Mary Poppins Returns
”Mary Poppins Returns” boasted one of the evening’s best behind-the-scenes reels and one of the worst actual footage reels. Cutting between shots in musical numbers was bound to make for a choppy presentation. Fortunately for the film, like “Black Panther,” there was clearly a lot of love for it overall in the room. One of the VFX branch heads said something along the lines of “I personally want to thank you for making this movie. It meant a lot to me,” when the presentation ended. More importantly, the nostalgia factor clearly hit hard. The discussions revolving around luring 2D animators out of retirement elicited cheers and applause. One of the animators discussed how the film was a love letter to childhood, a sentiment that seemed to hit home with the audience. The VFX team also made it very clear just how difficult it was to reconcile Rob Marshall’s very 3D and dynamic camerawork with 2D environments (small details stood out like adding 3D shadows for 2D characters). The 2D sequence, while the presentation’s standout, was far from the only aspect they focused on. One audience member singled out the film’s impressive wire work. Another focused on the impressive recreation of massive CGI environments like depression-era London for those sweeping wides. One of the VFX crewmembers actually went on top of Big Ben in order to gather enough detail to accurately recreate the clock tower in post-production.
Ready Player One
Like “Avengers: Infinity War,” no one was talking about the practical’s here with Steve Spielberg’s “Ready Player One.” Instead, the narrative here was “holy crap, we have an ungodly amount of CGI.” 90 minutes of the 139-minute film was entirely CGI. Of course, the animators had to design an enormous number of photorealistic or semi-photorealistic environments. The Overlook Hotel for “The Shining” sequence, for example, was entirely CGI. They, of course, emphasized the difficulty of creating so many diverse characters to fill the frame since Spielberg wanted so many wide shots here (there were over 500,000 digital characters storming the castle in the film’s climax). When dealing with so many copyrighted characters, many of the copyright owners only agreed to license the characters out if said characters were allowed to give the character something interesting to do. Which of course made the animators’ work even more difficult as these characters couldn’t just sit in the background. Spielberg also decided sometime after shooting that he wanted the film to be filled with long takes. He would hand the VFX team a sequence with eight to ten cuts, and ask them to stitch it into a single unbroken long take through the magic of CGI.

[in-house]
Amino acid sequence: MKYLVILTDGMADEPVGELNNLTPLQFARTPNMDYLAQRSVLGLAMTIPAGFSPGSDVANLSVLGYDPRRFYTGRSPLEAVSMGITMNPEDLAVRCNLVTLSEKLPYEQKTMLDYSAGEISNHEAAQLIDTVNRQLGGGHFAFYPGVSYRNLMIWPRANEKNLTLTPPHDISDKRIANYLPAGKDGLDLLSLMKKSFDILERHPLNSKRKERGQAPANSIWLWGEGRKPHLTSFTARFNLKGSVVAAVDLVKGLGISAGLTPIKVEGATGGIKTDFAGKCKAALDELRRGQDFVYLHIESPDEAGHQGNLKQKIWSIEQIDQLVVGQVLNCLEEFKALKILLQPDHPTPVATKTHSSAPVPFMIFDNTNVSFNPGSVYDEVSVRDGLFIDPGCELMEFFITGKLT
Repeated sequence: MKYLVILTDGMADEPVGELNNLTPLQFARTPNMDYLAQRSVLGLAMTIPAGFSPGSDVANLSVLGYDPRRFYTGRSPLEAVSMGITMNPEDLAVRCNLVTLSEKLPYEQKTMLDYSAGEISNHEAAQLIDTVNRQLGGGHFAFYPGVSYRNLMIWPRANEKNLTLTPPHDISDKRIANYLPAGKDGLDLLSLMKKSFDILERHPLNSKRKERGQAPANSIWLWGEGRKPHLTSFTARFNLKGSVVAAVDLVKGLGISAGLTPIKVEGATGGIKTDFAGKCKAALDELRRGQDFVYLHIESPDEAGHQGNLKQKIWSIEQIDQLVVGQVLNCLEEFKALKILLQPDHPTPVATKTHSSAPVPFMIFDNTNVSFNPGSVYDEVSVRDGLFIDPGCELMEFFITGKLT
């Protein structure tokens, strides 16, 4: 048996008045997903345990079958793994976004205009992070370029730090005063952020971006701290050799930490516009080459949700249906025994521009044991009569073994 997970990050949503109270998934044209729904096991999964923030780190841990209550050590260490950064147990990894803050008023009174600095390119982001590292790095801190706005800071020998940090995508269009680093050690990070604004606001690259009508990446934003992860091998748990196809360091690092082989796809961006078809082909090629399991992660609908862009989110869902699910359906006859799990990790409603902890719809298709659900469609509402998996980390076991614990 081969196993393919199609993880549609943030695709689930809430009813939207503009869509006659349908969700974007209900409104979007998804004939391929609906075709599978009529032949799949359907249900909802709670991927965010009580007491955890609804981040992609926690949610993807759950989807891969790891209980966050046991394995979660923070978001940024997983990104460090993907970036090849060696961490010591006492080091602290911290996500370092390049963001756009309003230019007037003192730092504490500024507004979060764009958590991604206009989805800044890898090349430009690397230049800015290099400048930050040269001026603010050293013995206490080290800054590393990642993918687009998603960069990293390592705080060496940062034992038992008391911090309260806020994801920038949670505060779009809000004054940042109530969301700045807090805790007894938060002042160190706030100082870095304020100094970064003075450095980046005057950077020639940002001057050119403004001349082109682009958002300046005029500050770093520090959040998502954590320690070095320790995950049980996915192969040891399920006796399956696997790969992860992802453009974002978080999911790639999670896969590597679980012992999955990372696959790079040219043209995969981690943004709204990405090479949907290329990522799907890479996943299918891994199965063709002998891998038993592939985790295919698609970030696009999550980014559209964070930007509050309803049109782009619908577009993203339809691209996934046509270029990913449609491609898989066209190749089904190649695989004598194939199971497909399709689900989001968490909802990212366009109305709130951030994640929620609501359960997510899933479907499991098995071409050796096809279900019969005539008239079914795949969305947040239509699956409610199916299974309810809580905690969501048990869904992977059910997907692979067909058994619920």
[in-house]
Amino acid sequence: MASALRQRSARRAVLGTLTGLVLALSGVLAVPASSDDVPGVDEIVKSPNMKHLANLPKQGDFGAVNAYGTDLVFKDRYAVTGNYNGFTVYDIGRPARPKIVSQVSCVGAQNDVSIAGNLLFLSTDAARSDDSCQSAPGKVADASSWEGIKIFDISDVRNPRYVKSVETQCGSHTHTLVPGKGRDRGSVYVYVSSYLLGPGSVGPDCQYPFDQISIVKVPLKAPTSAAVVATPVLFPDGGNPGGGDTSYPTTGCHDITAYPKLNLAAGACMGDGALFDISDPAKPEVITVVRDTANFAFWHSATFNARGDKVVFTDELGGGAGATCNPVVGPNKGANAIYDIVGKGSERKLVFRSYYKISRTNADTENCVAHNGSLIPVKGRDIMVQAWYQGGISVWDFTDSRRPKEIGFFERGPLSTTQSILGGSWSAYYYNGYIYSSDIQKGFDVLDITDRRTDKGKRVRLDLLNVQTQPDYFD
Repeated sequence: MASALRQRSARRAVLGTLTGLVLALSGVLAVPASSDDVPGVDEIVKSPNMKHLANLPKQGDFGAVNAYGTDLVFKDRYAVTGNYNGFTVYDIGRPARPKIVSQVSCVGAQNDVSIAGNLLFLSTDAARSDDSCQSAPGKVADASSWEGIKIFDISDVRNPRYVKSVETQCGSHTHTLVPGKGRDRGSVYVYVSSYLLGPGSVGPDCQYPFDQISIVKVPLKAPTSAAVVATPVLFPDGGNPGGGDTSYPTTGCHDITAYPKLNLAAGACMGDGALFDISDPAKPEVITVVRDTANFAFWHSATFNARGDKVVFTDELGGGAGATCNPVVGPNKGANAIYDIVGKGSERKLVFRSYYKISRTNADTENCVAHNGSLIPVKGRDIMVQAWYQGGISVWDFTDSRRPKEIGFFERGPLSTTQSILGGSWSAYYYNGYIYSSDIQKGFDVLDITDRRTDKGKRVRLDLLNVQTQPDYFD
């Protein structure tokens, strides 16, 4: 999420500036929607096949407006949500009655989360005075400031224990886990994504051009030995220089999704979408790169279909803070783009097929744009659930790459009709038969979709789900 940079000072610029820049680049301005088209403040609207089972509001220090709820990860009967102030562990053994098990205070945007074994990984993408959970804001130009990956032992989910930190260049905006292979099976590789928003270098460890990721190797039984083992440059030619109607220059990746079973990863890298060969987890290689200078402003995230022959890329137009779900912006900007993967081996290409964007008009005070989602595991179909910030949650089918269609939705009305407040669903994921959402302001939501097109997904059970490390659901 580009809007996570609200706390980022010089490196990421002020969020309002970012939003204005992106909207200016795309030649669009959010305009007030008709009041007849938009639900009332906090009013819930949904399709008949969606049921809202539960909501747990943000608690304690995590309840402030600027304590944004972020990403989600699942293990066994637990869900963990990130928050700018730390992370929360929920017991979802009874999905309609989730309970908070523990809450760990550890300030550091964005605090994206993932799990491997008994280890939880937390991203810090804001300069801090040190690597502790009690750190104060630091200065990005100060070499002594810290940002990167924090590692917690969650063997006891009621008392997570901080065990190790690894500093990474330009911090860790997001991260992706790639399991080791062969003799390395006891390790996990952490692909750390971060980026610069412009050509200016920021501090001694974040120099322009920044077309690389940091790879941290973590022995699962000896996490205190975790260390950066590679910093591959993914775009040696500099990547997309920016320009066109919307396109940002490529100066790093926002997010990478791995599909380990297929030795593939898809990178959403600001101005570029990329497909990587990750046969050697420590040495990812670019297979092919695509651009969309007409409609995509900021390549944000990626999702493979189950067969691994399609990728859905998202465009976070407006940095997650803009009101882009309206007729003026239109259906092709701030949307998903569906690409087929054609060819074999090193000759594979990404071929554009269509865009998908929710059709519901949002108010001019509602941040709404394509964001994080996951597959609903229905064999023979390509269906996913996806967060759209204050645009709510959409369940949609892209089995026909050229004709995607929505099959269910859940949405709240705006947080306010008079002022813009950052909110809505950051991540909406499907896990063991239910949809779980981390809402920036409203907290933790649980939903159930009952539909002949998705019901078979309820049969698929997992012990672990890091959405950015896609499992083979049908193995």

Solo: A Star Wars Story
“Solo: A Star Wars Story” boasted easily the most surprising reel of the night. (A sentiment that was echoed by three or four voters I spoke to afterward). It was as if the VFX team saw the “First Man” reel and said “Eh…we can top that.” The behind-the-scenes reel here revealed just how much of the film was practical. As the team described it, they decided to “go back to the tried and true techniques, the things that made us love “Star Wars.” There were 120 creatures present in this film, more than in any Star Wars film to date, and almost all of them were created through animatronics and prosthetics. Even the droid, L3-37 was an actress in a robot suit with minor CGI augmentations. The speeders during the films opening speeder chase? Souped up cars with the wheels digitally removed in post. The train heist? A 40-ton rig that actually rotated. The giant explosion at the end of the heist? An explosive charge detonated underwater and filmed at 25,000 FPS. The team emphasized that they didn’t recreate this explosion with CGI. They used the real deal on screen in accordance with the script’s description of “an explosion like we’ve never seen before.” Most strikingly, they used the exact same LED screen tech as “First Man” to create the appearance of space outside cockpit windows in lieu of green screen. And in the process of describing all of this, the VFX team established themselves of one of the most likable teams of the night. They singled out Donald Glover’s reaction to seeing the LED screens actually take them into “hyperspace” on set: “This is the coolest thing I’ve ever done.” The main footage reel ended up being the best-edited of the night, flying along smoothly, and showcasing the film’s many striking visual elements. The room was full of “Star Wars” fans, and they responded enthusiastically.